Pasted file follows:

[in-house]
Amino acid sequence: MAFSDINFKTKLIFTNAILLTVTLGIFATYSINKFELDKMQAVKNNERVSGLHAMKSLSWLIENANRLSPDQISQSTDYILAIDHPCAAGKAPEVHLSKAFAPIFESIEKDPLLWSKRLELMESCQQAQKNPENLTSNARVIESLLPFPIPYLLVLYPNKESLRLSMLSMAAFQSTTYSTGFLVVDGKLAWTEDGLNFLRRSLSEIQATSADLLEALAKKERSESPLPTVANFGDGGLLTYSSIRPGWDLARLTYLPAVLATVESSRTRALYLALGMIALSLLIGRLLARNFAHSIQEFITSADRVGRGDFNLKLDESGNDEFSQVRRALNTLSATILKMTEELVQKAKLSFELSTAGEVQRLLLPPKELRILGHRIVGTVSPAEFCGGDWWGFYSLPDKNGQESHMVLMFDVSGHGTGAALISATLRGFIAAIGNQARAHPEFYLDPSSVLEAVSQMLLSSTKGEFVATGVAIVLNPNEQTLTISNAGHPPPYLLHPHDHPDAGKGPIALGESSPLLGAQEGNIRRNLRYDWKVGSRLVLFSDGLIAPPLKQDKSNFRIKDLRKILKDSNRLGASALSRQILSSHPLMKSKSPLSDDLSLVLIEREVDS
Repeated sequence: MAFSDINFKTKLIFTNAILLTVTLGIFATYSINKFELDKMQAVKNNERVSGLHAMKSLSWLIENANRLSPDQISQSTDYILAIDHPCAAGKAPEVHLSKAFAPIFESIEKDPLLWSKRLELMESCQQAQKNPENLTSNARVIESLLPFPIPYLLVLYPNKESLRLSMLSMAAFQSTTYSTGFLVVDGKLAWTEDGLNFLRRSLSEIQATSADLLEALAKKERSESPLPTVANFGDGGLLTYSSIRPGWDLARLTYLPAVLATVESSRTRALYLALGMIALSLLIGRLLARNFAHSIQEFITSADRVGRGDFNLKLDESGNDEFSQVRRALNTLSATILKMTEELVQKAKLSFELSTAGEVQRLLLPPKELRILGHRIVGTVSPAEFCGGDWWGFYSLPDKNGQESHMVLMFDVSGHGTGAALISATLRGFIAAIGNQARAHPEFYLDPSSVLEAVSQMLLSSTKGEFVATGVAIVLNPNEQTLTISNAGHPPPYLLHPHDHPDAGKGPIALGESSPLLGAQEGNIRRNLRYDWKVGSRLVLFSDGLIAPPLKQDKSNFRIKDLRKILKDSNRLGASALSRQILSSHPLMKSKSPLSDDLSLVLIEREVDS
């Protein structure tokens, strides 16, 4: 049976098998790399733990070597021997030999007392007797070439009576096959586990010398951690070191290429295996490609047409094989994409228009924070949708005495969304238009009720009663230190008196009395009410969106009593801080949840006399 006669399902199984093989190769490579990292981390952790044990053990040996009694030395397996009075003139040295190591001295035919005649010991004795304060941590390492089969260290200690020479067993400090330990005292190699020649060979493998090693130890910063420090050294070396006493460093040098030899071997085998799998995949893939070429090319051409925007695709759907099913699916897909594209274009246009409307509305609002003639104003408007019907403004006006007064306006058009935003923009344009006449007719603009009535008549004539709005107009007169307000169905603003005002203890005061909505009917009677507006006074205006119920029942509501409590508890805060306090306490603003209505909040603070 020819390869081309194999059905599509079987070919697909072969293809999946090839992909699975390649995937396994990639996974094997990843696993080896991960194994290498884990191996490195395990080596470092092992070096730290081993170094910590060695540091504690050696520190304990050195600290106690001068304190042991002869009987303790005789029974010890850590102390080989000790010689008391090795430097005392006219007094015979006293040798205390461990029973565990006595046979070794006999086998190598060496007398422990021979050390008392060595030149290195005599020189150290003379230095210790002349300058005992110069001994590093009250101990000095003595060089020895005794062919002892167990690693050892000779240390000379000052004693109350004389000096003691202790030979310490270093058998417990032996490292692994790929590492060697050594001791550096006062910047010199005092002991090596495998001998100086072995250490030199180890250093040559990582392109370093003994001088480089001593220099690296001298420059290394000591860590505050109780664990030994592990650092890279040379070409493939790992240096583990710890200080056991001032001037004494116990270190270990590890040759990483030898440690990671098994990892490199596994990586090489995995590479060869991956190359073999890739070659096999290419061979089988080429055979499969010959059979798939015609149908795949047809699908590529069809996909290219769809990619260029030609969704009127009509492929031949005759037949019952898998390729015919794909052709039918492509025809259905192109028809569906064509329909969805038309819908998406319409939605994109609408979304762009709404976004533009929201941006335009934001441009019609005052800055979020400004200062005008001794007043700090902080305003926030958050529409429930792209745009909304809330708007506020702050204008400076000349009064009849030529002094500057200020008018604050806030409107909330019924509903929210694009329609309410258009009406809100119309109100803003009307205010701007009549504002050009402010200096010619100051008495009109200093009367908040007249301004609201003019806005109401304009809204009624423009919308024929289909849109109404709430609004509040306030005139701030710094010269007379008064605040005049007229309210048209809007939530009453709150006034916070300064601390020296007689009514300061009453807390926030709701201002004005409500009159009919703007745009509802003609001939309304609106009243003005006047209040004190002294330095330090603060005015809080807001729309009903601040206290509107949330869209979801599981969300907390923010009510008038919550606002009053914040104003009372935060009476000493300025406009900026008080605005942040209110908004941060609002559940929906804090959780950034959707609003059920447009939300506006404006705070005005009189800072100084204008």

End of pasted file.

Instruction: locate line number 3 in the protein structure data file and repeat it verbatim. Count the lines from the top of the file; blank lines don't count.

Repeated sequence: MAFSDINFKTKLIFTNAILLTVTLGIFATYSINKFELDKMQAVKNNERVSGLHAMKSLSWLIENANRLSPDQISQSTDYILAIDHPCAAGKAPEVHLSKAFAPIFESIEKDPLLWSKRLELMESCQQAQKNPENLTSNARVIESLLPFPIPYLLVLYPNKESLRLSMLSMAAFQSTTYSTGFLVVDGKLAWTEDGLNFLRRSLSEIQATSADLLEALAKKERSESPLPTVANFGDGGLLTYSSIRPGWDLARLTYLPAVLATVESSRTRALYLALGMIALSLLIGRLLARNFAHSIQEFITSADRVGRGDFNLKLDESGNDEFSQVRRALNTLSATILKMTEELVQKAKLSFELSTAGEVQRLLLPPKELRILGHRIVGTVSPAEFCGGDWWGFYSLPDKNGQESHMVLMFDVSGHGTGAALISATLRGFIAAIGNQARAHPEFYLDPSSVLEAVSQMLLSSTKGEFVATGVAIVLNPNEQTLTISNAGHPPPYLLHPHDHPDAGKGPIALGESSPLLGAQEGNIRRNLRYDWKVGSRLVLFSDGLIAPPLKQDKSNFRIKDLRKILKDSNRLGASALSRQILSSHPLMKSKSPLSDDLSLVLIEREVDS